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Lawmakers Want Investigation At GR Home For Vets After Claims Of Improper Care

Posted at 10:46 PM, Jun 28, 2013

GRAND RAPIDS, Mich. – Just months after the jobs at the Grand Rapids Home For Veterans were privatized in an effort to save money some West Michigan lawmakers are questioning the quality of care being provided.

On Friday June, 28th  democratic representatives Winnie Brinks and Brandon Dillon, both from Grand Rapids, called for a full-blown investigation of the home.

Brinks and Dillon said their demands stem from an impromptu visit to the vet home earlier in the month.

The democrats said they heard stories of neglect during their visit.

Rep. Dillon said, “One man, a quadriplegic veteran told us that he had nearly been dropped twice in recent months by an untrained caretaker who didn’t know how to transfer him to his chair.”

He also said another veteran waited 90 minutes in line for medication.

“Most staff said they were too scared to speak to us even though we were probably their own elected officials in most cases,” said Dillon.

Sara Dunne, the director of the veteran’s home said those stories should have been brought to her attention by lawmakers immediately.

Dunne told FOX 17 the veteran home has a specific process for handling any complaint and currently there are no ongoing investigations and no evidence of abuse at the home.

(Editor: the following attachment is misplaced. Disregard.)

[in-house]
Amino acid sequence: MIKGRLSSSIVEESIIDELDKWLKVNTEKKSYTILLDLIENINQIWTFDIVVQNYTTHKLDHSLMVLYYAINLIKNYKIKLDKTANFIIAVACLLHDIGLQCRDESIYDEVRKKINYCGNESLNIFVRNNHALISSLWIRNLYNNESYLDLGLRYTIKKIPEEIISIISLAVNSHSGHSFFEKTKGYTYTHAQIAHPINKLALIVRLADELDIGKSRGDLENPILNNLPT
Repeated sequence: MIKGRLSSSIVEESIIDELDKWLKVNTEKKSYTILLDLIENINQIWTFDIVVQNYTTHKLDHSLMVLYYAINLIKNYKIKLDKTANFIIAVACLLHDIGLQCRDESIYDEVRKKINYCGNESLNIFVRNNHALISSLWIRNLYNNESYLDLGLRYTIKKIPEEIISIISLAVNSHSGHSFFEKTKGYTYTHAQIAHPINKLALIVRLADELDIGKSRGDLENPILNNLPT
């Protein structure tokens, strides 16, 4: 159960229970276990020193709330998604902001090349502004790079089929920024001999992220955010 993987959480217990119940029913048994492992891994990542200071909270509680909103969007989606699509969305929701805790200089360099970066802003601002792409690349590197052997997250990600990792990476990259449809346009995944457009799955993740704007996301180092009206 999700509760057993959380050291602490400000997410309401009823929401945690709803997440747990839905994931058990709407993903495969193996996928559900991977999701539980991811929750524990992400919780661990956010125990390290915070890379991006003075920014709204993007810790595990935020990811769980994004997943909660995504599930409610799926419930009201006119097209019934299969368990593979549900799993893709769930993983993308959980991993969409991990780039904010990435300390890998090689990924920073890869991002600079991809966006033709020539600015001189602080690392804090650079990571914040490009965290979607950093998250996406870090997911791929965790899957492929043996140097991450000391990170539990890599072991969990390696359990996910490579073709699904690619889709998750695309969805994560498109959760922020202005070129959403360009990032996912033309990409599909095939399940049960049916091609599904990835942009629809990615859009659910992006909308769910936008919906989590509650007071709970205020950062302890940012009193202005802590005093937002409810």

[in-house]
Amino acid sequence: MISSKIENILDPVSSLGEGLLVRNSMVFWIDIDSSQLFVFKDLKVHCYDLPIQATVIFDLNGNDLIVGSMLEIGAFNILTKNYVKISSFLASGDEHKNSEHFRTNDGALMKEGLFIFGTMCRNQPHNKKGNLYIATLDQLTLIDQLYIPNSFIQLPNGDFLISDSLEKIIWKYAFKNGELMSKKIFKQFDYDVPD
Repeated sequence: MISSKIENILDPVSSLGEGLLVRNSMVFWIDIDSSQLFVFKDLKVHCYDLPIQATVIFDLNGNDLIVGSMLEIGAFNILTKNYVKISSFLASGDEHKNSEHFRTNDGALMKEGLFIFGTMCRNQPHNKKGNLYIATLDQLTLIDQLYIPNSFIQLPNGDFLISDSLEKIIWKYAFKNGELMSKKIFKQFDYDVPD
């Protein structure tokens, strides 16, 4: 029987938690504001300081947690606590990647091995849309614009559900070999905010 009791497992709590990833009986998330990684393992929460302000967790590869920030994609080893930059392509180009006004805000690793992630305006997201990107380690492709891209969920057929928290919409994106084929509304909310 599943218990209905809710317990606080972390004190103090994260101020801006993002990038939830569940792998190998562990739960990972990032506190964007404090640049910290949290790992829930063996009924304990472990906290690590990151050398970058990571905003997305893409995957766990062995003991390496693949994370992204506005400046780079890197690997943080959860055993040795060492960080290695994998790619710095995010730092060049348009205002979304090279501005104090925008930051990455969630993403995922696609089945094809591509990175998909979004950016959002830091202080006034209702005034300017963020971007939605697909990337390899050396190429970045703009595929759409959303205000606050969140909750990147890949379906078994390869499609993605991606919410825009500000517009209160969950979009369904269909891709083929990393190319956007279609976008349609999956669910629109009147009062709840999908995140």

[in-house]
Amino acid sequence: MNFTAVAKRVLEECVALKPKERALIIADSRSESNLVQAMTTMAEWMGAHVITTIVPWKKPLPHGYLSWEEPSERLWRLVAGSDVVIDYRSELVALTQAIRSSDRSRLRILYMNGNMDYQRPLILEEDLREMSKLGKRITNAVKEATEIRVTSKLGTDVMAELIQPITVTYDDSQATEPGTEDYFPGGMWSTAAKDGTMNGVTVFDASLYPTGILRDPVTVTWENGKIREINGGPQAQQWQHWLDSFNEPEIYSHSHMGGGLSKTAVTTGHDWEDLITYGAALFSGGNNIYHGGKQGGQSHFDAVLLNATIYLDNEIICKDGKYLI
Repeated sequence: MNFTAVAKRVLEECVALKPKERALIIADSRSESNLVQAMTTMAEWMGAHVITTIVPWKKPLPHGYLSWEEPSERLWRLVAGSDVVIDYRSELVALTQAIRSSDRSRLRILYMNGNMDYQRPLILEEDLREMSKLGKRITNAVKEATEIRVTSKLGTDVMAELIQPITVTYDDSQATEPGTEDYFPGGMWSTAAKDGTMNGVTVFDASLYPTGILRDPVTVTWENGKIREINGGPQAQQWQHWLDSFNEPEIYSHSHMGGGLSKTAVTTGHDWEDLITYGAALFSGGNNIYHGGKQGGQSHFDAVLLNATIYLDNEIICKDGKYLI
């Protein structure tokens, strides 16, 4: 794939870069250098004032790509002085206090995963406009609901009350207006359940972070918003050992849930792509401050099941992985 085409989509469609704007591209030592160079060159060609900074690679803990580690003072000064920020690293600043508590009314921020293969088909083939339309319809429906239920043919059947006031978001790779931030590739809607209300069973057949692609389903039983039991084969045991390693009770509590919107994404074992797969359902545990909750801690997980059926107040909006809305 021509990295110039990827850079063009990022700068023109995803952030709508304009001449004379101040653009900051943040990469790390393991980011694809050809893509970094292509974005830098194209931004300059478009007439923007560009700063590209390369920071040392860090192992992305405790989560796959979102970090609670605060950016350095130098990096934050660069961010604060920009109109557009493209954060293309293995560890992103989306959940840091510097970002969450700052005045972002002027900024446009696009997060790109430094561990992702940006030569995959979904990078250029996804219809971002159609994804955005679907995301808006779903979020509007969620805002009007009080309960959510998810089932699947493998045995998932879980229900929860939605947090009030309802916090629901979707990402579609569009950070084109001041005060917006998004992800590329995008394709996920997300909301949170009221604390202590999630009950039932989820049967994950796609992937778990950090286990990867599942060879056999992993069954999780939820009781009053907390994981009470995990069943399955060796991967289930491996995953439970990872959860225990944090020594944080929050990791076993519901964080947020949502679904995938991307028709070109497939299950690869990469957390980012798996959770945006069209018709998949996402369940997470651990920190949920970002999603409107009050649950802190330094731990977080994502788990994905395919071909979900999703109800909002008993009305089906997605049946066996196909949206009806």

Rep. Brinks said Governor Rick Snyder and the State Department of Veteran’s Affairs should intervene.

“We would like there to be more transparency,” said Brinks.  “We’d like there to be a clear process for us to know the quality of care.  That would require an investigation.”

In April of this year, 144 state employees lost their job in favor of private replacements from the J2S Group.

The public relations firm, Truscott Rossman, represents the hiring agency J2S.  John Truscott tells FOX 17 the lawmakers are only speaking out now to further their own political agenda.  Truscott said they want to see union employees working back at the home.

Dillon said that’s not the case, “This is not protecting anyone’s job.  It’s about making sure that the veterans that are in here are getting the best quality care they can get.”

Dunne said during the lawmakers unannounced visit to the home earlier in June they may have violated HIPPA rules by taking a picture of a patient without their consent.

Representative Dillon denied that he did anything wrong during the visit to the home.

The union AFSCME, which represents the 144 workers who lost their jobs back in April, plan to pickett the home on Monday July, 1st.